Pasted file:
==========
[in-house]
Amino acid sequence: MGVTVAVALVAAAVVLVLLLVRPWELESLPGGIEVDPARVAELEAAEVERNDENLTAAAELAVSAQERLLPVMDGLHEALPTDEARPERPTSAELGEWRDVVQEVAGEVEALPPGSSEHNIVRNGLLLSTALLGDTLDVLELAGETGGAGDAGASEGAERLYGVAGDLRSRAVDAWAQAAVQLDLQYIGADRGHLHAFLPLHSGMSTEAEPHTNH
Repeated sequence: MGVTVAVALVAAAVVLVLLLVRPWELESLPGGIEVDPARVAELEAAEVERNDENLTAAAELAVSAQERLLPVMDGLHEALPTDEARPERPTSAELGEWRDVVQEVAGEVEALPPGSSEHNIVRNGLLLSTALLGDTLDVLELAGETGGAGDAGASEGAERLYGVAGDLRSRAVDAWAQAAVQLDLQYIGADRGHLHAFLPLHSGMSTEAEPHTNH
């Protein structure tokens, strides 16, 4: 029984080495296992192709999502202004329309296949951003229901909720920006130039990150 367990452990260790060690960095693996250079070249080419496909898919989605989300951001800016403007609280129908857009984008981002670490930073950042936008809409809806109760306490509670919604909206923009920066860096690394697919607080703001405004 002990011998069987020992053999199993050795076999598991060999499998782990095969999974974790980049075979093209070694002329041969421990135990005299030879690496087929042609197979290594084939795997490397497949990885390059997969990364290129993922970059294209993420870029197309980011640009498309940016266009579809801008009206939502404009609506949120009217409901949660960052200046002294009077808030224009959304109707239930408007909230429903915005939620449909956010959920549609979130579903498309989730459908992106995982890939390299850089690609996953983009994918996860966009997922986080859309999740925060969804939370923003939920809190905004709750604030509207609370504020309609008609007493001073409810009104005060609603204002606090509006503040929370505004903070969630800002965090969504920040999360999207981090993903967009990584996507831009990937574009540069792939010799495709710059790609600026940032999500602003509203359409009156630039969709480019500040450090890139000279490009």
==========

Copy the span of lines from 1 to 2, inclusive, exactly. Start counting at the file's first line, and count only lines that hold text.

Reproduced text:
[in-house]
Amino acid sequence: MGVTVAVALVAAAVVLVLLLVRPWELESLPGGIEVDPARVAELEAAEVERNDENLTAAAELAVSAQERLLPVMDGLHEALPTDEARPERPTSAELGEWRDVVQEVAGEVEALPPGSSEHNIVRNGLLLSTALLGDTLDVLELAGETGGAGDAGASEGAERLYGVAGDLRSRAVDAWAQAAVQLDLQYIGADRGHLHAFLPLHSGMSTEAEPHTNH